In the end, in order to understand what the Minsk Agreements are for Ukraine and what to do next, it is necessary to understand their origins from the outset. In order to understand how the Minsk process arose, one has to look at the individual who represented Ukraine (besides the president) in February 2015. This was Leonid Kuchma, who signed this document. In fact, the Minsk Agreements turned him into a “peacemaker.” The father of the clan oligarchate, on whose watch the Donbas effectively fell under the direct influence of Russia, now regularly shows us how much he “cares” about the state which he himself led into a trap back in the 1990s. There is a feeling that the Minsk 2 Agreements were a present of sorts to Putin from our diplomats three years ago. And now, the negotiators who work in various sub-groups in Minsk are forced to advance Ukrainian positions round after round, a centimeter at a time and under zugzwang conditions. Just last year, the Ukrainian co-chairman of the security sub-group in the Tripartite Contact Group Yevhen Marchuk explained in an interview for The Day: “Russia will drag it out on the Donbas in order to keep Ukraine in a state of war and make it drain its economic and demographic resources. The paradox lies in the very text of Minsk 2. I can understand that when this document was being drawn up, there was a rush, including due to the events in Debaltseve. But the root cause of all the problems is Russia’s attempt to make it look as if Ukraine is not meeting its commitments. It needs to be recalled that when Minsk 2 was signed, Russia immediately initiated its approval by the UN Security Council. Russia, not Ukraine. It was in a hurry because this approval entrenched the Minsk 2 clauses that provide for political settlement in the Donbas.”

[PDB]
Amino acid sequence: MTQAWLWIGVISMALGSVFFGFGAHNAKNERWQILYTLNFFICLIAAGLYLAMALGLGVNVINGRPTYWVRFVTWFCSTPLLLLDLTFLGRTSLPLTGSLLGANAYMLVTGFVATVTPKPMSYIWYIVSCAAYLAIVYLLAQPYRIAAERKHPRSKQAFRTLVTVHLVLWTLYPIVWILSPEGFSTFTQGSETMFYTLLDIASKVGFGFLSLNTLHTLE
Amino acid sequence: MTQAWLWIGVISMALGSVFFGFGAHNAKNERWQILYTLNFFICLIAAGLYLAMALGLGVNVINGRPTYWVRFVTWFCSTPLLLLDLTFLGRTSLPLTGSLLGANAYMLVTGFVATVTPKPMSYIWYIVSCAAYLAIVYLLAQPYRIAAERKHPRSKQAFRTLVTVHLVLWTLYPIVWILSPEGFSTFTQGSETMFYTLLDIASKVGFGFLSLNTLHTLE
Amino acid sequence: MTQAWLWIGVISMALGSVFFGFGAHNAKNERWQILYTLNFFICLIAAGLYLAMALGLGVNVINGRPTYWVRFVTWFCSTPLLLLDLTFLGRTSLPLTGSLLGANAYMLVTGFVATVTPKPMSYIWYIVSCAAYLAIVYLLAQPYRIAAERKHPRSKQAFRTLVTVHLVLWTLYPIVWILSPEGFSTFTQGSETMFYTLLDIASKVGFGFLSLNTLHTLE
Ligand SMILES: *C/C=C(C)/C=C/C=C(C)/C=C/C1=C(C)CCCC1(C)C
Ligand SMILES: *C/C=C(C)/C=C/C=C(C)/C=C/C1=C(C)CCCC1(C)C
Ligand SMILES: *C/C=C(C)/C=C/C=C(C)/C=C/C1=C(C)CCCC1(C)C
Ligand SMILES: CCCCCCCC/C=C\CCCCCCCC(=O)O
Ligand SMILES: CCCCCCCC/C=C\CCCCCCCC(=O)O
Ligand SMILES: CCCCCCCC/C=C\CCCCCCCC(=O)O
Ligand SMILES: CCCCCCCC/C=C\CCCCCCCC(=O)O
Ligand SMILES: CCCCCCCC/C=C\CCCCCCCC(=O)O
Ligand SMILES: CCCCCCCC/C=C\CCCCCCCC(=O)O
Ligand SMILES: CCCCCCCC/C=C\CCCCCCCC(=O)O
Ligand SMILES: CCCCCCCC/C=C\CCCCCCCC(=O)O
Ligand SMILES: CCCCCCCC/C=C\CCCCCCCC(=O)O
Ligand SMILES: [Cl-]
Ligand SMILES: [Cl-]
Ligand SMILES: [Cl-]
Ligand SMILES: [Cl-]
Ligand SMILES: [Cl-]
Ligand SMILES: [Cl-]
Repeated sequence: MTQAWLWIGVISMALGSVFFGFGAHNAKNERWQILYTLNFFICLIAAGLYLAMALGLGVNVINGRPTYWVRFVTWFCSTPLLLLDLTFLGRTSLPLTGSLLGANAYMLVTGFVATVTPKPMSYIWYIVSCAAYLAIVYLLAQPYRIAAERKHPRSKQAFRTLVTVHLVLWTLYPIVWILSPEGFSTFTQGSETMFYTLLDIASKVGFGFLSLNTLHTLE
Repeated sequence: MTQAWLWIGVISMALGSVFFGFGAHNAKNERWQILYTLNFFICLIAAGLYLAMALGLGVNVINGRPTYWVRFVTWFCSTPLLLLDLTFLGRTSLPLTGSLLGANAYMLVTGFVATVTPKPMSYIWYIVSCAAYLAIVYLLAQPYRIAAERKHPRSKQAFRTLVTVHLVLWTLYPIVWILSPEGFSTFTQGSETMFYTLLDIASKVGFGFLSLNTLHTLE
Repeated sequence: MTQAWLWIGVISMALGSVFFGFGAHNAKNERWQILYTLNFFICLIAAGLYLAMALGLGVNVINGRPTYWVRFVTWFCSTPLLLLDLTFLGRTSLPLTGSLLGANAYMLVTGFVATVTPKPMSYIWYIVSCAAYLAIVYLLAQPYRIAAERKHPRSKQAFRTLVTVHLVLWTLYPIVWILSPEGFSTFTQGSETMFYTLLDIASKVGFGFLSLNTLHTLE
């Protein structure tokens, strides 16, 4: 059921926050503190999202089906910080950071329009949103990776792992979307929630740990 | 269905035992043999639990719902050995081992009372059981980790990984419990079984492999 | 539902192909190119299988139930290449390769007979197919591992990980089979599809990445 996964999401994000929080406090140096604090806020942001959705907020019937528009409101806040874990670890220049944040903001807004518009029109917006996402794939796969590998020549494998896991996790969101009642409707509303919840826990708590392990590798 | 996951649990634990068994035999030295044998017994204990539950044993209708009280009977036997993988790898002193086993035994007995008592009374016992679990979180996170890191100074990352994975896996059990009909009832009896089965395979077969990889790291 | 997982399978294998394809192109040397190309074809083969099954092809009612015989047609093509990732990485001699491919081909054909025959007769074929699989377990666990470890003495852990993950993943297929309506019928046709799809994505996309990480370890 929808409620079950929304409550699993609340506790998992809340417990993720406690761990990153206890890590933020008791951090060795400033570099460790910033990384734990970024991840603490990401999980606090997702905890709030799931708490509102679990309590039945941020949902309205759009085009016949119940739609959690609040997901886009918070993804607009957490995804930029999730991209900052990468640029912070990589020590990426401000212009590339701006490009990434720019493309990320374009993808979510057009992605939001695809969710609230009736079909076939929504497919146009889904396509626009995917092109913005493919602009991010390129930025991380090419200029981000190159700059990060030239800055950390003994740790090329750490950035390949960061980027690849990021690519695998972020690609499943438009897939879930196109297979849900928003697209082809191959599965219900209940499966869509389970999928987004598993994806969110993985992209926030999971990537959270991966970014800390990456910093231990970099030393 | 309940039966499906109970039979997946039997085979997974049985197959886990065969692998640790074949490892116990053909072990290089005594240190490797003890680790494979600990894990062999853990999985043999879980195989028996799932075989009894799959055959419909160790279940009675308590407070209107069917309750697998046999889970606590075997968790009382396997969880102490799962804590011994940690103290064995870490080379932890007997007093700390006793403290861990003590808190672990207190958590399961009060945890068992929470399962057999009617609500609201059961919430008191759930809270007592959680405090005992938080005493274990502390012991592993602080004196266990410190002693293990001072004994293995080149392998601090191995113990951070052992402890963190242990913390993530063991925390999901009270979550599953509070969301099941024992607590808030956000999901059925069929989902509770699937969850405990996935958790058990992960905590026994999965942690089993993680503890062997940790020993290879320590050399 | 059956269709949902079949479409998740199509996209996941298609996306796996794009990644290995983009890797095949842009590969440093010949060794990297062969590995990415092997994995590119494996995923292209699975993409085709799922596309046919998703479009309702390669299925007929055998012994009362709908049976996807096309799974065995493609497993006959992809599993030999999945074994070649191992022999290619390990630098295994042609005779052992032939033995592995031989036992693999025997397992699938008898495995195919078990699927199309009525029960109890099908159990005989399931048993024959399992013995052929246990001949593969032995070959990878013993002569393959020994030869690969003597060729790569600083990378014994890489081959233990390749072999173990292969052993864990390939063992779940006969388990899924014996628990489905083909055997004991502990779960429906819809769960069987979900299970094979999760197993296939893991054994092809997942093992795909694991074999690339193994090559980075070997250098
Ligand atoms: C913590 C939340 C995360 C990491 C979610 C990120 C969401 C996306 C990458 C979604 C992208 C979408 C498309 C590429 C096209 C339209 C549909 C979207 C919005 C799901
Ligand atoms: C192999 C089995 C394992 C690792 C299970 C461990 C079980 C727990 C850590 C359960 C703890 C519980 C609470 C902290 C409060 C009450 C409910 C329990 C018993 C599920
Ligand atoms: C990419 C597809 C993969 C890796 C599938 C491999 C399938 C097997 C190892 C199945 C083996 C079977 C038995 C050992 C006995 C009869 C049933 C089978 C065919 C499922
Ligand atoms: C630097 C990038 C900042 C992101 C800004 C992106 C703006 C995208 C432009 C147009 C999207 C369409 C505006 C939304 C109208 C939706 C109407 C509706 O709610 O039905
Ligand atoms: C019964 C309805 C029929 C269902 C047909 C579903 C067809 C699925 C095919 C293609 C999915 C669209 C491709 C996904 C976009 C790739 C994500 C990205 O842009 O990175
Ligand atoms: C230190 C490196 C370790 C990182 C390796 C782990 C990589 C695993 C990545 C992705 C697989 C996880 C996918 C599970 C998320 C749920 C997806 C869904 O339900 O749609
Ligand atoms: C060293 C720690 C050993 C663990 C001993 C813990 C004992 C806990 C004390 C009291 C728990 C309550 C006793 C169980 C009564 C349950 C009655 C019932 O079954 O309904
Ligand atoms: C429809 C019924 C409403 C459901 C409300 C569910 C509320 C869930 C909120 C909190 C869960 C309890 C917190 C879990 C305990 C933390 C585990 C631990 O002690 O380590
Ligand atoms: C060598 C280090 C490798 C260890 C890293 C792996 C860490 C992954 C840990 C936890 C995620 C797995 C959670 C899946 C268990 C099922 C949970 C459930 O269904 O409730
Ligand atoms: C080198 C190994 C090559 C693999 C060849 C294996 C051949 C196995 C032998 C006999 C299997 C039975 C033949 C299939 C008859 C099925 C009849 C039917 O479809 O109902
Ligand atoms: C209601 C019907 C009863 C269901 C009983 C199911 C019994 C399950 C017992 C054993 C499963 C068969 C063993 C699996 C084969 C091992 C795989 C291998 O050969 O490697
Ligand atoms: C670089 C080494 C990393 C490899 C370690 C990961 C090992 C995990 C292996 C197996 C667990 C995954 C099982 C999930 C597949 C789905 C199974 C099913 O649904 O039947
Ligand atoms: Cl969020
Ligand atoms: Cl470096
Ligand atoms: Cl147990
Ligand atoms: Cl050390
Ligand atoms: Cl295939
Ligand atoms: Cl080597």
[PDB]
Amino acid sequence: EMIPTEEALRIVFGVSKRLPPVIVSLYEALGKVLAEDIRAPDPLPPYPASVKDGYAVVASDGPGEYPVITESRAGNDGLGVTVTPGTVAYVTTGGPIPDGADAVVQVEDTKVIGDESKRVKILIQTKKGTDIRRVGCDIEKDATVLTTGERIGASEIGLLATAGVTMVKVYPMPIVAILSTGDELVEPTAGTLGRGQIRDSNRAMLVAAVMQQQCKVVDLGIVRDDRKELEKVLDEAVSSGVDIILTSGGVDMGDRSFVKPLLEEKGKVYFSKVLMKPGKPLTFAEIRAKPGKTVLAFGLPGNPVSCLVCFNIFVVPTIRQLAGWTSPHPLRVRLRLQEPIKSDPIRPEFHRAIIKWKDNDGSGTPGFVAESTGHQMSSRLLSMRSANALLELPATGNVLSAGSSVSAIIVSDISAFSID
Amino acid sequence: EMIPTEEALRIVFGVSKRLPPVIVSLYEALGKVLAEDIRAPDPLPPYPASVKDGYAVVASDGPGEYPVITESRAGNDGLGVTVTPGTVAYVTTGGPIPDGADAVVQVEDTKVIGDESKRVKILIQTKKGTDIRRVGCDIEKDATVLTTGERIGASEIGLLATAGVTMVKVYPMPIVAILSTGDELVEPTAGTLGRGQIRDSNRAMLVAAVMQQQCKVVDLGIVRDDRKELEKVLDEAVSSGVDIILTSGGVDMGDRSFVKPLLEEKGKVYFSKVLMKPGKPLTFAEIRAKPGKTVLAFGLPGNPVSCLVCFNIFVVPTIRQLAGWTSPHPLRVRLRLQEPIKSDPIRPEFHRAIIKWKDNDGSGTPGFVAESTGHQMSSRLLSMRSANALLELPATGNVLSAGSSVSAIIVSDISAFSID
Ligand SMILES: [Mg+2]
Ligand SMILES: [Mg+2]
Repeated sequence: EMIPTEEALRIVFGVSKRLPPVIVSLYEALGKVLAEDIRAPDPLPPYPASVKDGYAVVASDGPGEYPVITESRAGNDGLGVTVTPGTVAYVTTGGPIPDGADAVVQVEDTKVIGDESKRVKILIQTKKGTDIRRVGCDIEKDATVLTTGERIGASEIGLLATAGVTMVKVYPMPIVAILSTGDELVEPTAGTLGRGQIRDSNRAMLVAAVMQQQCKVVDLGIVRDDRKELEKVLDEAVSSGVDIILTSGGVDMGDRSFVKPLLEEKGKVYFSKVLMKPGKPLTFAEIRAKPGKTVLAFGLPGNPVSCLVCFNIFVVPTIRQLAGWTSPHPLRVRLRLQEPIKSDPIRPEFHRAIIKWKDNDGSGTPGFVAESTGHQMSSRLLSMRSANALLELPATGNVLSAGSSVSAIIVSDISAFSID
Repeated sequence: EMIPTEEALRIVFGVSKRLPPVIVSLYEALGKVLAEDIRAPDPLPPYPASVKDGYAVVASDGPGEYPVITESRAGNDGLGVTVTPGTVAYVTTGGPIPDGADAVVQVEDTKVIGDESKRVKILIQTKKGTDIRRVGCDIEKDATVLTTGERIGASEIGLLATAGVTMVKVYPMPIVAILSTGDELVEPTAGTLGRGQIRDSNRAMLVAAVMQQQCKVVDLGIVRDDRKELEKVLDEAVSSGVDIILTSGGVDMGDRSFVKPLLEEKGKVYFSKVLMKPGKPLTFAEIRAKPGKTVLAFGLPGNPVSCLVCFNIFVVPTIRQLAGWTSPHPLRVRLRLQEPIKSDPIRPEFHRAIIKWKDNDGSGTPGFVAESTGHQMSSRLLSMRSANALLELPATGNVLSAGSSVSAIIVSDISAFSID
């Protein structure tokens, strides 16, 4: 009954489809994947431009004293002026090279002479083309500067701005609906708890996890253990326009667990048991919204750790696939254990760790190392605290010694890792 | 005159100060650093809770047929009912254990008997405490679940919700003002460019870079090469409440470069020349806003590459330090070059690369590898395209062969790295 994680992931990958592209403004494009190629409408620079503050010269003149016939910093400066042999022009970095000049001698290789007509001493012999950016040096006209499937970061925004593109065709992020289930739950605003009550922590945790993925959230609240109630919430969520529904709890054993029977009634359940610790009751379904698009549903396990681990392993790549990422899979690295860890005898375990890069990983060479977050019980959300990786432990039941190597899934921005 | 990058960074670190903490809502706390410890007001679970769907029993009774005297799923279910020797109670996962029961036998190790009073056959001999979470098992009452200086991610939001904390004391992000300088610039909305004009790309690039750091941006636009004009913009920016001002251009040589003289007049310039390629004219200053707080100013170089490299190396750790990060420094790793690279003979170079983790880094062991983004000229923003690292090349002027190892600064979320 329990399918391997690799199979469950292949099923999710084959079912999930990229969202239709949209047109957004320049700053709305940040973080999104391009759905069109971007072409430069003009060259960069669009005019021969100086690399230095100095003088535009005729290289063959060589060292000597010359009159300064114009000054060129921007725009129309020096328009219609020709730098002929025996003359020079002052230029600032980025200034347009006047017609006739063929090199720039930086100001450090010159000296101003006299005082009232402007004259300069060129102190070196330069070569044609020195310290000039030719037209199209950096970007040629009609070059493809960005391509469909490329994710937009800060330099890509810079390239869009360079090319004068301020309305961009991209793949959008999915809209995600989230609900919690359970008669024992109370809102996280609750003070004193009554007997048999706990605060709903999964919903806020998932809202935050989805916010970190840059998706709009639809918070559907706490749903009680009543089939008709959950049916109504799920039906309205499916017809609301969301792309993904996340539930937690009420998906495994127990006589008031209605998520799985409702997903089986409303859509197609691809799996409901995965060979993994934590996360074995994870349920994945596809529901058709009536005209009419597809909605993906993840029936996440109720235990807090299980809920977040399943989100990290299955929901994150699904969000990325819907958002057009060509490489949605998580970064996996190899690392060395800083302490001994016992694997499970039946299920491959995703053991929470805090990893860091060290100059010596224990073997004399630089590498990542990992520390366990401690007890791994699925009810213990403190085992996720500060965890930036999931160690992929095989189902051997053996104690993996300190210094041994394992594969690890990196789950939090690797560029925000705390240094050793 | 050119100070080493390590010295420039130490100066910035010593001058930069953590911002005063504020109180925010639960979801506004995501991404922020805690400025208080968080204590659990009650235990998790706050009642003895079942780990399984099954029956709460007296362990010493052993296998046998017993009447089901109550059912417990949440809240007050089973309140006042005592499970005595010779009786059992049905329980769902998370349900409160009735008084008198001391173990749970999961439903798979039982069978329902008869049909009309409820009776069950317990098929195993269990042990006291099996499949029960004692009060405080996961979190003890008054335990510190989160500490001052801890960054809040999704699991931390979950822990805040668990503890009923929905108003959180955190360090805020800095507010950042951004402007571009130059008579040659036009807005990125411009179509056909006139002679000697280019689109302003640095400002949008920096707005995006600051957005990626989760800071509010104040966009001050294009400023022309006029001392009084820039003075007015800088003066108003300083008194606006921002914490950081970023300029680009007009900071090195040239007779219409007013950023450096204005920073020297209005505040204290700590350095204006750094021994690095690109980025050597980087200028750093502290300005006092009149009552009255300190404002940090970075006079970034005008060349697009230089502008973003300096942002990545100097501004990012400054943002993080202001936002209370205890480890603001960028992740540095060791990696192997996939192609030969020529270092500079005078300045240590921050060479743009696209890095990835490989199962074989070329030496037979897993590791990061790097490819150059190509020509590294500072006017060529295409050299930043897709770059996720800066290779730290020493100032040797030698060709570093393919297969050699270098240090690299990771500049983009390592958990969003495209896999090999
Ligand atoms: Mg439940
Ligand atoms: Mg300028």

THE MINSK DEAD-END
On February 12, a roundtable dedicated to another anniversary of the signing of the Minsk Agreements took place. The experts of the International Center for Policy Studies presented a concise brochure “Conflict in the Donbas in 2018: Freeze Impossible to Resolve,” in which they outlined their vision of the Russian Federation’s war on Ukraine. Unfortunately, the very title of the brochure contains a contradictory inaccuracy. The war which the aggressor wages on our state is once again called “the conflict in the Donbas,” which hints at its domestic nature. It should be said, though, that the experts in attendance were clearly pointing out that this conflict had an external component. The participants agreed that the signing of Minsk 2 was forced on the Ukrainian authorities, and the document itself was imperfect. However, in the context of the broadening Russian aggression, Ukraine agreed to it so as to minimize losses and win time for rearmament and building a strong democratic state. And, while the Ukrainian military really has become much more powerful over these three years, there are significant problems with the second issue. “We still do not know what country we are building,” Ihor Tyshkevych, an expert of the program of international and domestic policy of the Ukrainian Institute of the Future, told the roundtable.